Several environmental factors have also been identified to lead to an increased risk for developing allergies. A study by Adami et al. confirms the involvement of biota depleting factors in worsening the severity of house dust mite-induced asthma, following administration of antibiotics. By intermittently allowing exposure to antibiotics during the early stages of life, this leads to several debilitating effects on the host—airway eosinophilia, airway hyperreactivity, and reduction in pulmonary Treg cell populations which would lead to a decrease in microbiome diversity and depletion of pro-regulatory species of microbiota (i.e., Lachnospira sp.) (73). Moreover, early life and prenatal exposure to different types of chemical compounds derived from polycarbonate plastics (e.g., bisphenol A) have also been shown to heighten the risk and severity of allergic diseases. Exposure to endocrine-disrupting chemicals has been shown to Th2/Treg cell imbalance, increased levels of IgE, and inflammatory cytokine production. Increased levels mRNA encoding of GATA-3, and decreased levels of mRNAs encoding Foxp3 and Helios due to bisphenol A administration were identified as the primary mediators driving Th2 cell differentiation, leading to exacerbation of allergic asthma (74–76). Interestingly, the interaction of the hormone estrogen and exposure to bisphenol A has also been shown to contribute to increased risk of allergic disease associated with prenatal bisphenol A exposure (74). This pattern was also shown to be present in a study that investigated maternal exposure across different types of bisphenols (i.e., bisphenol F, bisphenol F). The findings of the study revealed a dose and sex-specific effect of bisphenol exposure leading to changes in the mucosal and systemic immune system, leading to impaired immunoregulation and developmental immunotoxicity (76). Overall, these studies implicate the importance of appropriate prenatal and antenatal practices in improving allergic disease outcomes.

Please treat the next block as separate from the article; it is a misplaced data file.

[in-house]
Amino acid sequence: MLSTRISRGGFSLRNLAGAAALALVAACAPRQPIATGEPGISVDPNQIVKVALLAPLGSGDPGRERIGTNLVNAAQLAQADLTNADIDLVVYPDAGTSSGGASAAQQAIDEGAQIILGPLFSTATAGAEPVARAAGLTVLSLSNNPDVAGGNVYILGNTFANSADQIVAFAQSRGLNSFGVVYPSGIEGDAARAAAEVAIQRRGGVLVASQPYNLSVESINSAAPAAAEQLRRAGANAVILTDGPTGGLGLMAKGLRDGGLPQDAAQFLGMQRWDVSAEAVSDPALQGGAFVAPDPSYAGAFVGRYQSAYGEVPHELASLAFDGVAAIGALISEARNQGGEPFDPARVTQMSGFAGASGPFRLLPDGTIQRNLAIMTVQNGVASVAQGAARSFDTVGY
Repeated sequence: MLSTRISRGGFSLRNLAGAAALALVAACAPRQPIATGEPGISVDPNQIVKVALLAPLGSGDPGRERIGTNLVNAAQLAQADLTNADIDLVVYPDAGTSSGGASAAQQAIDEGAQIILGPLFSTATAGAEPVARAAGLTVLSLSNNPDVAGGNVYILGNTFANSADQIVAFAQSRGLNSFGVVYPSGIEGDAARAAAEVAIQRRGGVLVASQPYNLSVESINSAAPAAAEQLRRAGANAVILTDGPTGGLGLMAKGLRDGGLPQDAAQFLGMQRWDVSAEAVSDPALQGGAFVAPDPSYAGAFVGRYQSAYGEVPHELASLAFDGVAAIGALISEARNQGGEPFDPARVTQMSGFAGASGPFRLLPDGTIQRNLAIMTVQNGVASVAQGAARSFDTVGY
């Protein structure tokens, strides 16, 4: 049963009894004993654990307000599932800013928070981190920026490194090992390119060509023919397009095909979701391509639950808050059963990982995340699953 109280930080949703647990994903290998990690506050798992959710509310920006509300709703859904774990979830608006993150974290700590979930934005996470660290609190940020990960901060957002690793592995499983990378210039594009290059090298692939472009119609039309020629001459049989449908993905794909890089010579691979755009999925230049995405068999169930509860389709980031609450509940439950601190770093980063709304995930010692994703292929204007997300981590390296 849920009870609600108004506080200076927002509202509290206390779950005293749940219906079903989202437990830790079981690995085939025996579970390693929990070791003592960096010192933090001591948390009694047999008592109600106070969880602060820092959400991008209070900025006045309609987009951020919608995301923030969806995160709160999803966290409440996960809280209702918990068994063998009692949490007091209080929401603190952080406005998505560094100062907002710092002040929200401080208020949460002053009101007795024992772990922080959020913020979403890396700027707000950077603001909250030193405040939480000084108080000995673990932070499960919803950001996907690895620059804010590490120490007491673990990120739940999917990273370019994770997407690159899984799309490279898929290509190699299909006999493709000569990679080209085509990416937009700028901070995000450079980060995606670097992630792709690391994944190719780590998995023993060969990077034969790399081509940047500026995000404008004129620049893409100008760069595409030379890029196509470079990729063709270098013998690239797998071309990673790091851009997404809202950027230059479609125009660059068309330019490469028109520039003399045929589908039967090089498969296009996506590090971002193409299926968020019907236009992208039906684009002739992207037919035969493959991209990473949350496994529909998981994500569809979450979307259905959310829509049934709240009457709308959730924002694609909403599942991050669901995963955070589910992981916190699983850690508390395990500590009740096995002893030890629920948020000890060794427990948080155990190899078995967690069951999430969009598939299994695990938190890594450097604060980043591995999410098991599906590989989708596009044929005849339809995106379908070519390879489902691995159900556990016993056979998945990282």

Worsening of air quality due to the accumulation of air pollutants and atmospheric particulate matter is one the most prominent factors driving worsened allergic disease outcomes among urban communities. The effect of pollution on allergy pathogenesis manifests in different ways—through the accumulation of reactive oxygen species leading to oxidative stress, enhancement of Th2 responses, upregulation of IgE production, eosinophilia, and impaired mucosal barrier function. Firstly, Jung et al. highlighted in their study the impact of environmental pollutants such as diesel exhaust particles, showing that exposure led to increased levels of the proinflammatory cytokine, IL-17, and worsened disease outcomes (77). Particulate matter and other air pollutants, which are known to carry microbes and viruses from the environment, found in haze are associated with house dust mite allergic sensitization. These atmospheric pollutants are involved in triggering and aggravating cellular inflammatory responses by stimulating sIgE production, contributing to the build-up of oxidative stress, and impairment of mucosal barrier function. (78). A study by Fernandes et al. showed that exposure to smoking and household air pollution also led to worsened disease outcomes across asthmatic adults. Many lifestyle practices such as domestic wood burning, which increased exposure to wood stove smoke, have debilitating effects on lung function, sensitivity to inhaled corticosteroids, and augments airway inflammation, leading to worsened disease outcomes. Across many urban communities, most individuals are subjected to dual exposure to household pollution and smoking, leading to harmful additive effects (79). Therefore, the control of biomass combustion, smoking prevalence, and the production of toxic exhaust fumes are necessary in order to reduce the harmful effects of pollutants.